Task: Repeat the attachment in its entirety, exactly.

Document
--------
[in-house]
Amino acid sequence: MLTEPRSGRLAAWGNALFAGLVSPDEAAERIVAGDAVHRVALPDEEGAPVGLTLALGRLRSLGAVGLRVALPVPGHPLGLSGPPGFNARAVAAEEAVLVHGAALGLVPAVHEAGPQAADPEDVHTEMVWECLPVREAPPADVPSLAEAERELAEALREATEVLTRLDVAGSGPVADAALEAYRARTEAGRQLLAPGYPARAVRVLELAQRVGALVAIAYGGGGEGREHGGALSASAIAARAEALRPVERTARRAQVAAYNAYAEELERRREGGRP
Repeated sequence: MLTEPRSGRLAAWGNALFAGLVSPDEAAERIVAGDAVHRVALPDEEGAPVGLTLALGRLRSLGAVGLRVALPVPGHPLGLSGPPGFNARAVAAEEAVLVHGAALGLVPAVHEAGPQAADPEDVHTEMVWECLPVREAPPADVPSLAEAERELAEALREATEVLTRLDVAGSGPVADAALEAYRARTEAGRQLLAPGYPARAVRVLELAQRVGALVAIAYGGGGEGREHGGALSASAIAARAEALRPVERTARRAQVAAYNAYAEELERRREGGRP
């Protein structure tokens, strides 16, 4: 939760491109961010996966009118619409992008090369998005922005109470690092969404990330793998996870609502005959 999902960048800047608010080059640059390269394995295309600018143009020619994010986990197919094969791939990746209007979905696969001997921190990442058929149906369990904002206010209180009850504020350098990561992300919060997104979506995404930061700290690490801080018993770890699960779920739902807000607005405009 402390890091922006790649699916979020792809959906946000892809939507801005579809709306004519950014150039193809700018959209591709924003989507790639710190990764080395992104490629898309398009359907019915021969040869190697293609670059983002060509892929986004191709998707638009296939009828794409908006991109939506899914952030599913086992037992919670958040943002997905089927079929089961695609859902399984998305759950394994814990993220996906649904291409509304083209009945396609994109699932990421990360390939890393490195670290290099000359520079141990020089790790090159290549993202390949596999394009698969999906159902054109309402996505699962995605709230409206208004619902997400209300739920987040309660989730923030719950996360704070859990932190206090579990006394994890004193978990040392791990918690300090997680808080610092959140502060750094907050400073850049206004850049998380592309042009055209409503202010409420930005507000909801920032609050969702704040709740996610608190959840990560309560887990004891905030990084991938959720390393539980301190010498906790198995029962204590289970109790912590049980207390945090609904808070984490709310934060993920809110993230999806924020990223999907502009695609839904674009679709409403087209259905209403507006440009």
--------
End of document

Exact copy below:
[in-house]
Amino acid sequence: MLTEPRSGRLAAWGNALFAGLVSPDEAAERIVAGDAVHRVALPDEEGAPVGLTLALGRLRSLGAVGLRVALPVPGHPLGLSGPPGFNARAVAAEEAVLVHGAALGLVPAVHEAGPQAADPEDVHTEMVWECLPVREAPPADVPSLAEAERELAEALREATEVLTRLDVAGSGPVADAALEAYRARTEAGRQLLAPGYPARAVRVLELAQRVGALVAIAYGGGGEGREHGGALSASAIAARAEALRPVERTARRAQVAAYNAYAEELERRREGGRP
Repeated sequence: MLTEPRSGRLAAWGNALFAGLVSPDEAAERIVAGDAVHRVALPDEEGAPVGLTLALGRLRSLGAVGLRVALPVPGHPLGLSGPPGFNARAVAAEEAVLVHGAALGLVPAVHEAGPQAADPEDVHTEMVWECLPVREAPPADVPSLAEAERELAEALREATEVLTRLDVAGSGPVADAALEAYRARTEAGRQLLAPGYPARAVRVLELAQRVGALVAIAYGGGGEGREHGGALSASAIAARAEALRPVERTARRAQVAAYNAYAEELERRREGGRP
């Protein structure tokens, strides 16, 4: 939760491109961010996966009118619409992008090369998005922005109470690092969404990330793998996870609502005959 999902960048800047608010080059640059390269394995295309600018143009020619994010986990197919094969791939990746209007979905696969001997921190990442058929149906369990904002206010209180009850504020350098990561992300919060997104979506995404930061700290690490801080018993770890699960779920739902807000607005405009 402390890091922006790649699916979020792809959906946000892809939507801005579809709306004519950014150039193809700018959209591709924003989507790639710190990764080395992104490629898309398009359907019915021969040869190697293609670059983002060509892929986004191709998707638009296939009828794409908006991109939506899914952030599913086992037992919670958040943002997905089927079929089961695609859902399984998305759950394994814990993220996906649904291409509304083209009945396609994109699932990421990360390939890393490195670290290099000359520079141990020089790790090159290549993202390949596999394009698969999906159902054109309402996505699962995605709230409206208004619902997400209300739920987040309660989730923030719950996360704070859990932190206090579990006394994890004193978990040392791990918690300090997680808080610092959140502060750094907050400073850049206004850049998380592309042009055209409503202010409420930005507000909801920032609050969702704040709740996610608190959840990560309560887990004891905030990084991938959720390393539980301190010498906790198995029962204590289970109790912590049980207390945090609904808070984490709310934060993920809110993230999806924020990223999907502009695609839904674009679709409403087209259905209403507006440009």